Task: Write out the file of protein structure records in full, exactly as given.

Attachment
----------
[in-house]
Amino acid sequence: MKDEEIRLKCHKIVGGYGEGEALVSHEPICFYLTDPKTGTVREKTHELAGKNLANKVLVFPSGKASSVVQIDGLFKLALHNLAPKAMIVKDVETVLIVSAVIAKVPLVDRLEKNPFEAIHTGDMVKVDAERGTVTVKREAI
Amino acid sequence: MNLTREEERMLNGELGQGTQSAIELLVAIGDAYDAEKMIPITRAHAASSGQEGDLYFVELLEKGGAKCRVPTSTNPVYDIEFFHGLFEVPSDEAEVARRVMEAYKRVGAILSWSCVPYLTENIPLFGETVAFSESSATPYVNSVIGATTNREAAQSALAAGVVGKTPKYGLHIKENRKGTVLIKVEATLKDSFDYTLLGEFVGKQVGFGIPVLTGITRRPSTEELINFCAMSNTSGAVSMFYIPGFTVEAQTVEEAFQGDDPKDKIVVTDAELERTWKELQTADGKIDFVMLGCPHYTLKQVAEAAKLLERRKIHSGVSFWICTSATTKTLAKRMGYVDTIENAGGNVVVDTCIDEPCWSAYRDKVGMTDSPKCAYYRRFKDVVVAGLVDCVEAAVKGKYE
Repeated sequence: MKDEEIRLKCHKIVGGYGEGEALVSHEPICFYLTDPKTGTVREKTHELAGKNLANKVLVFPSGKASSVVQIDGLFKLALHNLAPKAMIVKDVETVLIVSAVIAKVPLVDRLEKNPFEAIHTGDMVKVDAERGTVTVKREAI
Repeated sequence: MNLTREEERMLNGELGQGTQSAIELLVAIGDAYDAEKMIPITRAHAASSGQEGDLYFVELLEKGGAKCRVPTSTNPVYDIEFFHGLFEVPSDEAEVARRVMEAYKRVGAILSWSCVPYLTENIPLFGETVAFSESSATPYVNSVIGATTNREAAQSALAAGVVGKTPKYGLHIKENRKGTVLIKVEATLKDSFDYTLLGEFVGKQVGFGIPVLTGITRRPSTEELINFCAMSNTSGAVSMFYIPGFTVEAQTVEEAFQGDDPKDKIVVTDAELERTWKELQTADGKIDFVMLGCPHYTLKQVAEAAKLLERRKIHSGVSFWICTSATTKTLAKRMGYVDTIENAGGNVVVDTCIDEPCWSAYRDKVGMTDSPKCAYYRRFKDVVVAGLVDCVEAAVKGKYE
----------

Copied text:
[in-house]
Amino acid sequence: MKDEEIRLKCHKIVGGYGEGEALVSHEPICFYLTDPKTGTVREKTHELAGKNLANKVLVFPSGKASSVVQIDGLFKLALHNLAPKAMIVKDVETVLIVSAVIAKVPLVDRLEKNPFEAIHTGDMVKVDAERGTVTVKREAI
Amino acid sequence: MNLTREEERMLNGELGQGTQSAIELLVAIGDAYDAEKMIPITRAHAASSGQEGDLYFVELLEKGGAKCRVPTSTNPVYDIEFFHGLFEVPSDEAEVARRVMEAYKRVGAILSWSCVPYLTENIPLFGETVAFSESSATPYVNSVIGATTNREAAQSALAAGVVGKTPKYGLHIKENRKGTVLIKVEATLKDSFDYTLLGEFVGKQVGFGIPVLTGITRRPSTEELINFCAMSNTSGAVSMFYIPGFTVEAQTVEEAFQGDDPKDKIVVTDAELERTWKELQTADGKIDFVMLGCPHYTLKQVAEAAKLLERRKIHSGVSFWICTSATTKTLAKRMGYVDTIENAGGNVVVDTCIDEPCWSAYRDKVGMTDSPKCAYYRRFKDVVVAGLVDCVEAAVKGKYE
Repeated sequence: MKDEEIRLKCHKIVGGYGEGEALVSHEPICFYLTDPKTGTVREKTHELAGKNLANKVLVFPSGKASSVVQIDGLFKLALHNLAPKAMIVKDVETVLIVSAVIAKVPLVDRLEKNPFEAIHTGDMVKVDAERGTVTVKREAI
Repeated sequence: MNLTREEERMLNGELGQGTQSAIELLVAIGDAYDAEKMIPITRAHAASSGQEGDLYFVELLEKGGAKCRVPTSTNPVYDIEFFHGLFEVPSDEAEVARRVMEAYKRVGAILSWSCVPYLTENIPLFGETVAFSESSATPYVNSVIGATTNREAAQSALAAGVVGKTPKYGLHIKENRKGTVLIKVEATLKDSFDYTLLGEFVGKQVGFGIPVLTGITRRPSTEELINFCAMSNTSGAVSMFYIPGFTVEAQTVEEAFQGDDPKDKIVVTDAELERTWKELQTADGKIDFVMLGCPHYTLKQVAEAAKLLERRKIHSGVSFWICTSATTKTLAKRMGYVDTIENAGGNVVVDTCIDEPCWSAYRDKVGMTDSPKCAYYRRFKDVVVAGLVDCVEAAVKGKYE